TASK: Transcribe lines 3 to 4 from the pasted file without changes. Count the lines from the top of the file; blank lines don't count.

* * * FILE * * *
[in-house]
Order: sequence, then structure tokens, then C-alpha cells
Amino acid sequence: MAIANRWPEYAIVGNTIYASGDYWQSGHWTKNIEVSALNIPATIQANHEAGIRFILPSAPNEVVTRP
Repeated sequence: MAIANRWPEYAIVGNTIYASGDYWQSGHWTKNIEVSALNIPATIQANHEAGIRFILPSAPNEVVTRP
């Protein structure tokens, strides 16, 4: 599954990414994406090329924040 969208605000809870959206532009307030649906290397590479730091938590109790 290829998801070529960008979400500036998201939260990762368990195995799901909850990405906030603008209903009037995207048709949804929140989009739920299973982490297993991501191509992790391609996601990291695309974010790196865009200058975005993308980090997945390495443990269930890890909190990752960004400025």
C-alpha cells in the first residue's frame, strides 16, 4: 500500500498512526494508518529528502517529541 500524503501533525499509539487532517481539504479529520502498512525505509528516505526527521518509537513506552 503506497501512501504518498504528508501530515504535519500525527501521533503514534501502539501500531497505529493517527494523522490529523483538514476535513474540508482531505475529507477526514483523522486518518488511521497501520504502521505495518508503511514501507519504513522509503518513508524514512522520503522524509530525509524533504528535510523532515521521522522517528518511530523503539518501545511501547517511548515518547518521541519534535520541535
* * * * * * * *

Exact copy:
Amino acid sequence: MAIANRWPEYAIVGNTIYASGDYWQSGHWTKNIEVSALNIPATIQANHEAGIRFILPSAPNEVVTRP
Repeated sequence: MAIANRWPEYAIVGNTIYASGDYWQSGHWTKNIEVSALNIPATIQANHEAGIRFILPSAPNEVVTRP